The S&P 500 is back in positive territory for the year, driven in large part by technology companies posting solid Q3 earnings (so far). Tech stocks have rallied hard since late August, largely leading the way for S&P 500 sectors. Tech as a category is now up over 5% on the year, compared to the S&P 500 which is closer to flat. We maintain that Tech is an attractive sector that might merit an overweight in the equity investor’s portfolio. How well are you allocated to Tech?
Earnings momentum in the Tech sector is the reason. As of this writing, we have Q3 reports from 32 of the 64 Tech companies in the S&P 500 including Apple’s report. These companies account for 65.6% of the sector’s total market cap in the index. Total earnings for these 32 Tech companies are up +9.2% from the same period last year on +5.3% higher revenues, with 68.8% beating earnings per share estimates and 62.5% beating revenue estimates. This not only represents sturdy performance from Silicon Valley, it’s also better than the numbers we’ve seen from this group of 32 in the recent past:
The Giants Wow the Street
Microsoft (MSFT), Alphabet (parent company of Google, ticker GOOGL) and Amazon (AMZN) all posted better than expected earnings releases which sent shares soaring.
Microsoft jumped 10% (its largest gain since October 2000) when it announced that cloud sales jumped 8% last quarter, and that it expects $20 billion in annualized commercial cloud revenue run rate by 2018. The company already values its cloud business at $8.2B and has enjoyed 70% year over growth.
In further evidence that cloud services are significant, Amazon surprised analysts after reporting a profit on a 23% sales gain (with revenues driven by strong sales in North America and explosive growth in its cloud computing business). Shares popped 6.2% in response.
Google, which announced in the quarter it’s formation of parent company Alphabet, continues its quest for world domination. The company posted stronger-than-expected earnings and revenues in the third quarter, which boosted its share price by 7.7%. The results were driven by big gains in searches on mobile phones and tight expense controls. The company also surprised investors with a share repurchase program under which the company has been authorized to buy back $5.1 billion worth of Class C shares. The market likes when companies cut expenses, expand revenue streams, and return equity to investors, making Alphabet a tech darling.
Still More Left to Report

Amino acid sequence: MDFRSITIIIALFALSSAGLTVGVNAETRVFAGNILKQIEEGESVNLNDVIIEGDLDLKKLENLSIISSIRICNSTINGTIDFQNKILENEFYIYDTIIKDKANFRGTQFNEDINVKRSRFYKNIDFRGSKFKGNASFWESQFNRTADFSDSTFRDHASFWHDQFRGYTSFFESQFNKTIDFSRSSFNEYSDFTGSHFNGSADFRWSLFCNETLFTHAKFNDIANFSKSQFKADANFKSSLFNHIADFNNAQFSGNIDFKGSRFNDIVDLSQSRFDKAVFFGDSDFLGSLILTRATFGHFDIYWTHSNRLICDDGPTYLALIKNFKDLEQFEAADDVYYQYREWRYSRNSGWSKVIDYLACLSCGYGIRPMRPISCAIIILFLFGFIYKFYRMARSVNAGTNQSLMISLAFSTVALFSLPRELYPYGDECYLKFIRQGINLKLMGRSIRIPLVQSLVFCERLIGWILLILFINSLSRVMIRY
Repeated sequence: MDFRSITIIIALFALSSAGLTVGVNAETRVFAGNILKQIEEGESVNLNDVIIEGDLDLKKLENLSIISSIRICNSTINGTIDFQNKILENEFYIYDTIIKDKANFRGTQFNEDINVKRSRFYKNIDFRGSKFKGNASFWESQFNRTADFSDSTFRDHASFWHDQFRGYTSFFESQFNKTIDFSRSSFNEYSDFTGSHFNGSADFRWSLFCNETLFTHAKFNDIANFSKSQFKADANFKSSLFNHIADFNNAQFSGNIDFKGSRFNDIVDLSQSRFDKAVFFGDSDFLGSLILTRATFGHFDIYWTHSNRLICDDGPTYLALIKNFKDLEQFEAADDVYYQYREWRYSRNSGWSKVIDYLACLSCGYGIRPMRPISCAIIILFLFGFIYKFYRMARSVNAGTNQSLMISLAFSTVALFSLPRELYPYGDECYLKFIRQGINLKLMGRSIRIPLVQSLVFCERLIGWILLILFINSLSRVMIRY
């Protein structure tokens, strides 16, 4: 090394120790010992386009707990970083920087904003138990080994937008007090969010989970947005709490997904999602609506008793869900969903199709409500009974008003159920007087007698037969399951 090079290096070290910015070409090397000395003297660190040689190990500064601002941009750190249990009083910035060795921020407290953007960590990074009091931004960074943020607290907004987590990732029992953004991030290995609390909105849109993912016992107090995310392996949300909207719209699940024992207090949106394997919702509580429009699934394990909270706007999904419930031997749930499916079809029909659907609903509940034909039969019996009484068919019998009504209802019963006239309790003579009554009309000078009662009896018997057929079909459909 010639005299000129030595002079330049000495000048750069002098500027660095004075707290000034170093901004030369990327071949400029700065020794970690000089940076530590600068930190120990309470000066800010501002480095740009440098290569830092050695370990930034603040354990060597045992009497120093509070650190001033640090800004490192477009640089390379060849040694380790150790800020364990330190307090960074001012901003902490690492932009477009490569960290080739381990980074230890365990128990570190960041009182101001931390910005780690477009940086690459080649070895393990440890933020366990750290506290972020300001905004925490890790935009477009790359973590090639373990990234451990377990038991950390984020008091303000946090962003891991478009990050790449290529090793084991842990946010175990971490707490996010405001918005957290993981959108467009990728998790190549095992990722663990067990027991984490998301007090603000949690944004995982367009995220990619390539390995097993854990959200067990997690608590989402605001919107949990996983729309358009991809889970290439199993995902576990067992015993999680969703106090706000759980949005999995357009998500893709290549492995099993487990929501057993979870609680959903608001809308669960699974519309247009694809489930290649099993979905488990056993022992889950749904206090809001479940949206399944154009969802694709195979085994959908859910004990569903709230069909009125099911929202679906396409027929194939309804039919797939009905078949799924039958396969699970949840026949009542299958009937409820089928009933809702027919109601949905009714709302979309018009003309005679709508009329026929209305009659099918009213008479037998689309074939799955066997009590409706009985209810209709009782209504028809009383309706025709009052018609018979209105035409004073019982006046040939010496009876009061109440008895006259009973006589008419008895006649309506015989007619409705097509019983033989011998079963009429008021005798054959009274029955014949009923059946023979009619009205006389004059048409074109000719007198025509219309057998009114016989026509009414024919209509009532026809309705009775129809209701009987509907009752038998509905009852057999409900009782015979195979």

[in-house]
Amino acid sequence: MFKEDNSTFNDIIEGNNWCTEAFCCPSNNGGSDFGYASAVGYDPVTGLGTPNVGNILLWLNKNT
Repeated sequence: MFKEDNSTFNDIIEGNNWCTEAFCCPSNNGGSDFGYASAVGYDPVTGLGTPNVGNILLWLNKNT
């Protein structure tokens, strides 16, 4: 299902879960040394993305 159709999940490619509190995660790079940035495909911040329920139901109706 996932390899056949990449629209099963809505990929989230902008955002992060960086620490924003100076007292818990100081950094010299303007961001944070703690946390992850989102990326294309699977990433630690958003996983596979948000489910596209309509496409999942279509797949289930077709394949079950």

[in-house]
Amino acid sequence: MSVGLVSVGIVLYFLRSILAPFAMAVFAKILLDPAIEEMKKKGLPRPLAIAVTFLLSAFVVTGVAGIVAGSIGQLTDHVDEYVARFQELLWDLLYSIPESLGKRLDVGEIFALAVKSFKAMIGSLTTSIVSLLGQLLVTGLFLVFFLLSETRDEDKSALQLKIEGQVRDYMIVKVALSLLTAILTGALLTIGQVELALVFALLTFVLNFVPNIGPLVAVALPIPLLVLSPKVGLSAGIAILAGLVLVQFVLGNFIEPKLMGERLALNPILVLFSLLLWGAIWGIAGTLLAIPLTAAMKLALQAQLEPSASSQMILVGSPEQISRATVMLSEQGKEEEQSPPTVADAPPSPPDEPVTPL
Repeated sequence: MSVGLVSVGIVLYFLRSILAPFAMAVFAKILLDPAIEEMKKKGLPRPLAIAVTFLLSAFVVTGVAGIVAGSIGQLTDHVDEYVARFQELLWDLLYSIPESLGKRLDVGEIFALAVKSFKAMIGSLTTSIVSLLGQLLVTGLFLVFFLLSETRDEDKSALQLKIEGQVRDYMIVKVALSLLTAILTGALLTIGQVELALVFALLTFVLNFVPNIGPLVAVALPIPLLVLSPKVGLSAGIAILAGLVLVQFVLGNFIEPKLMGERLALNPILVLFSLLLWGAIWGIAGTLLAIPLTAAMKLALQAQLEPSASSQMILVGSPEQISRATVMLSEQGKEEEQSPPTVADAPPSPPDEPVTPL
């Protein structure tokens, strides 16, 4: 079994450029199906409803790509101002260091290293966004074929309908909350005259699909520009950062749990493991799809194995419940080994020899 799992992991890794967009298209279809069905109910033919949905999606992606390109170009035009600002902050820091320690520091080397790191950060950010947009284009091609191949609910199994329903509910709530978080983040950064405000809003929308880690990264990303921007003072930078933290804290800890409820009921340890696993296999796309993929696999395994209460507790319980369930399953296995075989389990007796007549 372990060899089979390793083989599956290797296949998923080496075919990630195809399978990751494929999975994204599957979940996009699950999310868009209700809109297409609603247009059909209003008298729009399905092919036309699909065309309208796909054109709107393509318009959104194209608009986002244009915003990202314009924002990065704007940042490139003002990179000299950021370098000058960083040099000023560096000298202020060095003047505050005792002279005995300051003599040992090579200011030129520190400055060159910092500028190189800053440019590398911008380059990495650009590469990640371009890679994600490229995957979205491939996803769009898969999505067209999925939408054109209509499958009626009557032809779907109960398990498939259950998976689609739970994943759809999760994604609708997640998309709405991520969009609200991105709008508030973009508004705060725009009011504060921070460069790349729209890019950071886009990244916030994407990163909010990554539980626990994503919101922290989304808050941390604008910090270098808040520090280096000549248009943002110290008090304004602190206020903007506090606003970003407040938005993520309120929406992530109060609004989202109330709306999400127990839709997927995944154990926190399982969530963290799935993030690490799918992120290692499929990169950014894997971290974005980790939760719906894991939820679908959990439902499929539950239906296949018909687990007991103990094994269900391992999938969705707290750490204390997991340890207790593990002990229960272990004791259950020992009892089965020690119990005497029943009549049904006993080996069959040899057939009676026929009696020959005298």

Other earnings to look out for are other new-school tech bellwethers like Facebook (FB) and LinkedIn Corp (LNKD). Facebook has a $287.9 billion market cap with key growth factors from mobile advertising and strategic acquisitions. The share price has risen over the last quarter as investors think Facebook may be finally turning a corner.
LinkedIn Corp has been gaining traction on the mobile and tablet platforms, which are expected to boost top line revenues. Last quarter, it posted a 42.31% positive surprise that investors welcomed.
Other solid but less obvious tech companies to watch are T-Mobile US, Inc (TMUS) and CyberArk Software, Ltd (CYBR). Both companies have a unique approach to growing their customer bases and are expected to report better than expected earnings.
On a higher level, Zacks thinks Information Technology, on a broad basis, is an attractive sector looking forward. In particular, Telecom Services, Electronics, and Computer Software look the best to us.
Bottom Line for Investors
Tailwinds are building in certain pockets of the economy, but pessimism remains: the overall picture for Q3, combing the actual results of the 227 S&P 500 members that have reported results to estimates for the still-to-come 273 index members, has us expecting total earnings to decline -2.9% from the same period last year on -4.1% lower revenues. This would follow earnings decline of -2.1% on -5.7% lower revenues in Q2.
Of course, what is not apparent in the numbers is the disproportionate role played by Energy in pulling down aggregate earnings, which we think would be positive ex-Energy. But the media narrative is likely to focus on the earnings headline, without looking under the hood. That should create persistent pessimism and allow the ‘wall of worry’ to thrive, making a bullish case for equities in growth categories.